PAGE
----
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Digital History Class Presentation
 

Digital History Class Presentation

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Archives, History, Library

Archives, History, Library

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    Digital History Class Presentation Digital History Class Presentation Presentation Transcript

    • Digital Archives Edward Iglesias
    • What is an Archive? • An archives is a place where people go to find information. But rather than gathering information from books as you would in a library, people who do research in archives often gather firsthand facts, data, and evidence from letters, reports, notes, memos, photographs, audio and video recordings, and other primary sources. • http://files.archivists.org/advocacy/AAM/WhatIsAnArc hives.pdf
    • What is not a Digital Archive • A specific storage system whether a tier of storage, a cloud-based storage repository, or a specialized storage device. • A service that provides extensions to an organization's storage for the purposes of offloading (as in tiering) whether onsite, off-site, or at endof-life as storage expansion • Any device or practice vendors or IT calls "archiving", "database archive", or "archival storage" - from a "digital archive systems" perspective, these are not "Level 1" systems or services by themselves. • http://www.ltdprm.org/reference-model/what-is-an-archive
    • Required Attributes for a "Level 1" Digital Archive • A digital archive systems has three essential components: the digital records being retained, the organization that administers those records, and the infrastructure that supports the retention, protection, and accessibility of those records over their designated retention periods. • The infrastructure that supports a digital archive needs to have these preservation-specific functions (the "service-catalog") at minimum: • Digital Auditing (using digital signatures) and verification on a periodic basis to assure record authenticity, digital integrity, and data protection • Physical and logical Migration capabilities • Infrastructure supporting Access to records, including Search/Discovery and re-use • Minimal data loss and means to audit, detect, and repair damage, corruption, or loss over extended periods of time.
    • Kinds of Digital Archives • Dark Archive • (n.) In reference to data storage, an archive that cannot be accessed by any users. Access to the data is either limited to a set few individuals or completely restricted to all. The purpose of a dark archive is to function as a repository for information that can be used as a failsafe during disaster recovery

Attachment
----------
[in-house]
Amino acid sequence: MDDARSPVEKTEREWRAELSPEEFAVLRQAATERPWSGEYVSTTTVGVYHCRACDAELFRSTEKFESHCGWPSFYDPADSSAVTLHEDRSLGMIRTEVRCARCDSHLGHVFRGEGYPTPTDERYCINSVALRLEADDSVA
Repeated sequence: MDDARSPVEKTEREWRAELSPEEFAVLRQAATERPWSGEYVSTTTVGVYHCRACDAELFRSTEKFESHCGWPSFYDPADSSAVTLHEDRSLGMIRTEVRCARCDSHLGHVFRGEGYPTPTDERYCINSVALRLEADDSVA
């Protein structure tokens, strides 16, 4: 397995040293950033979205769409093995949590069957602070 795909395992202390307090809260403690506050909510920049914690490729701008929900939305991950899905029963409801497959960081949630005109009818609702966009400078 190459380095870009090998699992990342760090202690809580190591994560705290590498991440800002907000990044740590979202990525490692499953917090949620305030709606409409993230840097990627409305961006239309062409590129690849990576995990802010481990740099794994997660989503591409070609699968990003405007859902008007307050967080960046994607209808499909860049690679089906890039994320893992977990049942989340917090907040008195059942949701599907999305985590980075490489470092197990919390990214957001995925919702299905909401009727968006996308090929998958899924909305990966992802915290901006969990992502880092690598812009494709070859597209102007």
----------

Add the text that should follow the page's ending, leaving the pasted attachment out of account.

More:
• Kinds of Archives contd. • light archive • (n.) In reference to data storage, an archive that can be accessed by many authorized users. Access to the data is open to all the members of the "community" that have a need for the data.
    • Images • Digital Image Archives • Examples • • • • CCSU’s Digital Archive http://content.library.ccsu.edu/ Cornell’s Witchcraft Library http://ebooks.library.cornell.edu/w/witch/
    • Sound • Library of Congress National jukebox • http://www.loc.gov/jukebox/ • Internet Archive • http://archive.org/browse.php?collection=etree&field =%2Fmetadata%2Fcreator
    • Data Sets • Carnegie Mellon Statslib • http://lib.stat.cmu.edu/
    • Manuscripts • Harvard • http://pds.lib.harvard.edu/pds/view/7271429?n=3& imagesize=1200&jp2Res=.125&printThumbnails= no • Oxford • http://image.ox.ac.uk/
    • Film Archives • UCLA’s Animation Archive (Part of larger film archive.) • http://animation.library.ucla.edu/ • Internet Archive • Night of the Living Dead • https://archive.org/details/night_of_the_living_dead_ dvd
    • Digital Objects • Thingiverse • http://www.thingiverse.com/
    • Process • Cornell’s process • http://www.library.cornell.edu/iris/dpo/docs/EArchive-Ingest-process-draft3.pdf • Tuft’s Incredibly long document • xhttp://dca.lib.tufts.edu/features/nhprc/reports/ingest/ overview.html
    • What Can’t be Digitized • The first story finds coauthor Paul Duguid in an ancient archive, hacking and wheezing from the dust and longing for digitized documents. In walks a medical historian who, to Duguid's utter astonishment and disgust, starts sticking letters under his nose and inhaling deeply. It turns out that when cholera struck in the 1700s, a town's outgoing mail was disinfected with vinegar to prevent spreading the disease. By sniffing for faint traces of vinegar and noting the date and source of the letters, the researcher was able to chart the progress of cholera outbreaks. • http://www.wholeearth.com/issu e/2104/bookreview/132/the.social.life.of.infor mation